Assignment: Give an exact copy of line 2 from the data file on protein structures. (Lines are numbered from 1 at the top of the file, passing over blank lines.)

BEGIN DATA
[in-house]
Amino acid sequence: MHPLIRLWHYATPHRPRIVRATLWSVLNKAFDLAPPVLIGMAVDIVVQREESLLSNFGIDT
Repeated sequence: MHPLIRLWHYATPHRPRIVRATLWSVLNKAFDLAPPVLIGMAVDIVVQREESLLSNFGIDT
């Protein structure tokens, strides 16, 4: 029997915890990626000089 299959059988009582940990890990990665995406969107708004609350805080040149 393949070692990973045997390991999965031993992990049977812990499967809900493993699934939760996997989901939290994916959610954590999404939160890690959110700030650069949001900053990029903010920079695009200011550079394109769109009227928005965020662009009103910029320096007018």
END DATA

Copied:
Amino acid sequence: MHPLIRLWHYATPHRPRIVRATLWSVLNKAFDLAPPVLIGMAVDIVVQREESLLSNFGIDT